The Jewish wedding grows out of a rich and interesting history, and our rabbi works with each couple over a series of meetings so that they fully understand it and can together make key decisions about what will happen on the day.
If you are part of a couple where one member is not Jewish, we will work with you creatively. If you are planning a civil ceremony, we will work with you to bring your Jewish values, beliefs, and your vision of Jewishness in your relationship and family into the wedding day itself.
Judaism does not regard divorce as a denial of the sacred, and accepts it as a sad but necessary reality of life. There are even explicit instructions for divorce in the Torah, the Hebrew bible, meaning the legal form of Jewish divorce is very ancient.
Liberal Judaism, growing out of a long tradition of Jewish religious reform, accepts the state legal divorce process as bringing about the end of the marriage. We do not require a religious divorce therefore for re-marriage in our synagogue.
If you are a divorced woman, it may be in your best interests that you obtain a get (religious divorce) and our spiritual leader will advise you about how to go about this. If you are a man and previously married in an Orthodox synagogue, we will require you to have granted your ex-wife a religious divorce, so that she is also free to re-marry.
Jewish rituals around death sum up everything that is noble in our tradition. Once a person dies, their body is handled with utmost care and respect, as the dead person is in a state of utter vulnerability, they can do no more for us and we must now do everything for them. Every person is buried in the same simple plain wooden coffin, with the same set of simple linen shrouds.
The funeral itself is short. The eulogy is truthful, and should make the people present feel they can begin to mourn, because it sums up the essence of who that person was. There are no flowers or adornments, and the straightforward nature of the funeral itself brings the reality of their loss home; that person is truly gone.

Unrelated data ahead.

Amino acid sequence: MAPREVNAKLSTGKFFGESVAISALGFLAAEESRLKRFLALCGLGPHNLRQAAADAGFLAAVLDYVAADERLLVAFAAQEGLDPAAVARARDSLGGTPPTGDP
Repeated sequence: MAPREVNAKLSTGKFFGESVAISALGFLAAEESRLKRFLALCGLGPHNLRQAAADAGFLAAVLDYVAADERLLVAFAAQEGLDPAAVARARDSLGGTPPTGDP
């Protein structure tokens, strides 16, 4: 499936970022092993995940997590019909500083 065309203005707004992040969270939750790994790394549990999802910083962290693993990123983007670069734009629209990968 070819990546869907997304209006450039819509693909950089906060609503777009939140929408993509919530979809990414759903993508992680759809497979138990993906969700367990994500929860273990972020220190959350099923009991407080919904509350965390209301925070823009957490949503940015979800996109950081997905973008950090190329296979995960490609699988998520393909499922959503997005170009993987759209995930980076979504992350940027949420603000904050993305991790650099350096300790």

Once home form the funeral, the mourners now enter a special sort of state, suspended from the ordinary world (hopefully) for 7 days of mourning. Family, friends and community come and keep them company, and prayers are held in the home. This stage is called shiva, which means ’seven’.
Nowadays, many people ‘sit’ shiva for only one or two days, but our Kehillah will support you to observe as many of the seven days as you wish.
The death is marked again at 30 days after the death, and then each year, on the anniversary, the yahrzeit, when their name is read out in synagogue and the community recites Kaddish.
We strongly encourage all of our members to join our Liberal Judaism funeral scheme, which covers all the costs of burial. Progressive Judaism also allows cremation. We have two cemeteries, at Edgewarebury and Cheshunt and cremations can take place anywhere.
Please do contact our administrator for details at firstname.lastname@example.org.